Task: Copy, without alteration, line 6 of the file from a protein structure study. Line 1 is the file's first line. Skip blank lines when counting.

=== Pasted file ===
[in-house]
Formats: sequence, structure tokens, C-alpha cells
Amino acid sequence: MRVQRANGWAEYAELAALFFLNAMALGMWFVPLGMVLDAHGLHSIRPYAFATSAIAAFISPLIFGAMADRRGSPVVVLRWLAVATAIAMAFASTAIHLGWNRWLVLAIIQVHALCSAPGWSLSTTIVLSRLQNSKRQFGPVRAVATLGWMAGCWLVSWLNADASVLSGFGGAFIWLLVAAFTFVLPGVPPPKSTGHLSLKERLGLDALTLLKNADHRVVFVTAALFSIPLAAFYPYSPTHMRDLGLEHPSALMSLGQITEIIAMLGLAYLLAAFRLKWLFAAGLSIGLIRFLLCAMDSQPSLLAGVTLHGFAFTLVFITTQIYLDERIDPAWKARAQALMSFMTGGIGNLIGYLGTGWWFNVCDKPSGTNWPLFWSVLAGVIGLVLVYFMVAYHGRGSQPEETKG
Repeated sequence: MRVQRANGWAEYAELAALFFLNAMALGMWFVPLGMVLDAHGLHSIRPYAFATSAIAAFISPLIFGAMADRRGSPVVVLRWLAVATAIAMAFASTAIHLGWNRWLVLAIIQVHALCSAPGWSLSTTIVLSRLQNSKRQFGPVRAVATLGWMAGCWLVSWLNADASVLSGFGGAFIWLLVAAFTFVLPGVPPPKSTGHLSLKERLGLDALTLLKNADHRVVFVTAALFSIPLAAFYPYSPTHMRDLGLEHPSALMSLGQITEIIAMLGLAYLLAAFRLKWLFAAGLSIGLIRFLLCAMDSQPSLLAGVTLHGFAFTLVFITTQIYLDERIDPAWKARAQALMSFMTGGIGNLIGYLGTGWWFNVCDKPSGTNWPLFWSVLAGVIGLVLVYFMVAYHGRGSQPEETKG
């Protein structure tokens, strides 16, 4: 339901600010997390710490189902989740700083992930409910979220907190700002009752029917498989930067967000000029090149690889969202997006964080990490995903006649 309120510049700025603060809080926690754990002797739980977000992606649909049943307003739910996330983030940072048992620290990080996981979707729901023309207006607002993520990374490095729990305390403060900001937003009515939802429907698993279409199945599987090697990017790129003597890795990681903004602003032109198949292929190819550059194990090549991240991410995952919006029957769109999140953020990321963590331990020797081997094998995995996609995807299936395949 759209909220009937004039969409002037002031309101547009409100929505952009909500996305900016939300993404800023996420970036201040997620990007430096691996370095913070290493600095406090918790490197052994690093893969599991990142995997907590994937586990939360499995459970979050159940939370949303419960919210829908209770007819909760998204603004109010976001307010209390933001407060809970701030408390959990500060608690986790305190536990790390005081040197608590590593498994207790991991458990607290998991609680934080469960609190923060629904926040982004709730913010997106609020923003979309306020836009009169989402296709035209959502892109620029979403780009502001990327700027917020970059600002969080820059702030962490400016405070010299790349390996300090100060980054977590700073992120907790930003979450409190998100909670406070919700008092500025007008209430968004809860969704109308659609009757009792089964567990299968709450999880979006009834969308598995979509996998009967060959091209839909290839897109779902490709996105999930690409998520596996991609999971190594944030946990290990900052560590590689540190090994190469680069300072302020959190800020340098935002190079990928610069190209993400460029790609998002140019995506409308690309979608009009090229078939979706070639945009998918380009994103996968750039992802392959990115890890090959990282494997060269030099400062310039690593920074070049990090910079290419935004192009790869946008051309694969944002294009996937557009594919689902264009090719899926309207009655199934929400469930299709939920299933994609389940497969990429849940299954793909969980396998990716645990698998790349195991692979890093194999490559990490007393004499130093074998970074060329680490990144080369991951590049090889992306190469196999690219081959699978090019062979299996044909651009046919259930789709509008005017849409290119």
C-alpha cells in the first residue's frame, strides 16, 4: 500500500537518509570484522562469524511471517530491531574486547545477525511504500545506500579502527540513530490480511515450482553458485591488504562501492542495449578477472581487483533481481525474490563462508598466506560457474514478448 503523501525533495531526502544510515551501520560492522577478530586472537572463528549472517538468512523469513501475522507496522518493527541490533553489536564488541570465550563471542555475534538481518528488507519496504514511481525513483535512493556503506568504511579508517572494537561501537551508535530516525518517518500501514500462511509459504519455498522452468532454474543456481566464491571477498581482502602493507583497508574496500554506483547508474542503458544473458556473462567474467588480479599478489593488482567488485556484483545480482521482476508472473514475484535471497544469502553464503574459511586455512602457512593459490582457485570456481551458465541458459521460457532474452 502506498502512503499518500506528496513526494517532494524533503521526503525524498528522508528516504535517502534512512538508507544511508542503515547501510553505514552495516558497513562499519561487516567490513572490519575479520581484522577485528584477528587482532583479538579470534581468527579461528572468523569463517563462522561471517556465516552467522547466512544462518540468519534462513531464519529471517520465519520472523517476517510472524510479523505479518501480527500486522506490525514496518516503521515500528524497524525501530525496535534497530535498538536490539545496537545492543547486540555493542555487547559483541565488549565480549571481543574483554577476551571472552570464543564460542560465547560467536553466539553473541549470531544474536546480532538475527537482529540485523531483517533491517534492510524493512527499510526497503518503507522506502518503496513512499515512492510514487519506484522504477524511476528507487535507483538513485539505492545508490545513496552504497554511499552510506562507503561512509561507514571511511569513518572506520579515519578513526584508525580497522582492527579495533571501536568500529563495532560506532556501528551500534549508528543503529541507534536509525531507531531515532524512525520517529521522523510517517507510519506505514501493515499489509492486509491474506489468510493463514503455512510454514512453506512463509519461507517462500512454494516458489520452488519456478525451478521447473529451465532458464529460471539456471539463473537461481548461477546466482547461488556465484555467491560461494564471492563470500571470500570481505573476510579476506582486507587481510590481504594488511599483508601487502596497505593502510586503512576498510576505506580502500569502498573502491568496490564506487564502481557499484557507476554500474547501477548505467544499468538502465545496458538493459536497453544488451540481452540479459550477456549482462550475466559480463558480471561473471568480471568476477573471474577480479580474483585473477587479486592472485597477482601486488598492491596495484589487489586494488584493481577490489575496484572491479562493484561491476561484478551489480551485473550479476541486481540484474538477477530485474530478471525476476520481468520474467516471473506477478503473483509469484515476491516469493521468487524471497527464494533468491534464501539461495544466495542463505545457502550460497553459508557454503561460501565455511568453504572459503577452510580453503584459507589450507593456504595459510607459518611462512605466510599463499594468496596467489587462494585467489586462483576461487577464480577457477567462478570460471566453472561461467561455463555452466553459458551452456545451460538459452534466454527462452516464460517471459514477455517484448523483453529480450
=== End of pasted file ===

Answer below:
C-alpha cells in the first residue's frame, strides 16, 4: 500500500537518509570484522562469524511471517530491531574486547545477525511504500545506500579502527540513530490480511515450482553458485591488504562501492542495449578477472581487483533481481525474490563462508598466506560457474514478448 503523501525533495531526502544510515551501520560492522577478530586472537572463528549472517538468512523469513501475522507496522518493527541490533553489536564488541570465550563471542555475534538481518528488507519496504514511481525513483535512493556503506568504511579508517572494537561501537551508535530516525518517518500501514500462511509459504519455498522452468532454474543456481566464491571477498581482502602493507583497508574496500554506483547508474542503458544473458556473462567474467588480479599478489593488482567488485556484483545480482521482476508472473514475484535471497544469502553464503574459511586455512602457512593459490582457485570456481551458465541458459521460457532474452 502506498502512503499518500506528496513526494517532494524533503521526503525524498528522508528516504535517502534512512538508507544511508542503515547501510553505514552495516558497513562499519561487516567490513572490519575479520581484522577485528584477528587482532583479538579470534581468527579461528572468523569463517563462522561471517556465516552467522547466512544462518540468519534462513531464519529471517520465519520472523517476517510472524510479523505479518501480527500486522506490525514496518516503521515500528524497524525501530525496535534497530535498538536490539545496537545492543547486540555493542555487547559483541565488549565480549571481543574483554577476551571472552570464543564460542560465547560467536553466539553473541549470531544474536546480532538475527537482529540485523531483517533491517534492510524493512527499510526497503518503507522506502518503496513512499515512492510514487519506484522504477524511476528507487535507483538513485539505492545508490545513496552504497554511499552510506562507503561512509561507514571511511569513518572506520579515519578513526584508525580497522582492527579495533571501536568500529563495532560506532556501528551500534549508528543503529541507534536509525531507531531515532524512525520517529521522523510517517507510519506505514501493515499489509492486509491474506489468510493463514503455512510454514512453506512463509519461507517462500512454494516458489520452488519456478525451478521447473529451465532458464529460471539456471539463473537461481548461477546466482547461488556465484555467491560461494564471492563470500571470500570481505573476510579476506582486507587481510590481504594488511599483508601487502596497505593502510586503512576498510576505506580502500569502498573502491568496490564506487564502481557499484557507476554500474547501477548505467544499468538502465545496458538493459536497453544488451540481452540479459550477456549482462550475466559480463558480471561473471568480471568476477573471474577480479580474483585473477587479486592472485597477482601486488598492491596495484589487489586494488584493481577490489575496484572491479562493484561491476561484478551489480551485473550479476541486481540484474538477477530485474530478471525476476520481468520474467516471473506477478503473483509469484515476491516469493521468487524471497527464494533468491534464501539461495544466495542463505545457502550460497553459508557454503561460501565455511568453504572459503577452510580453503584459507589450507593456504595459510607459518611462512605466510599463499594468496596467489587462494585467489586462483576461487577464480577457477567462478570460471566453472561461467561455463555452466553459458551452456545451460538459452534466454527462452516464460517471459514477455517484448523483453529480450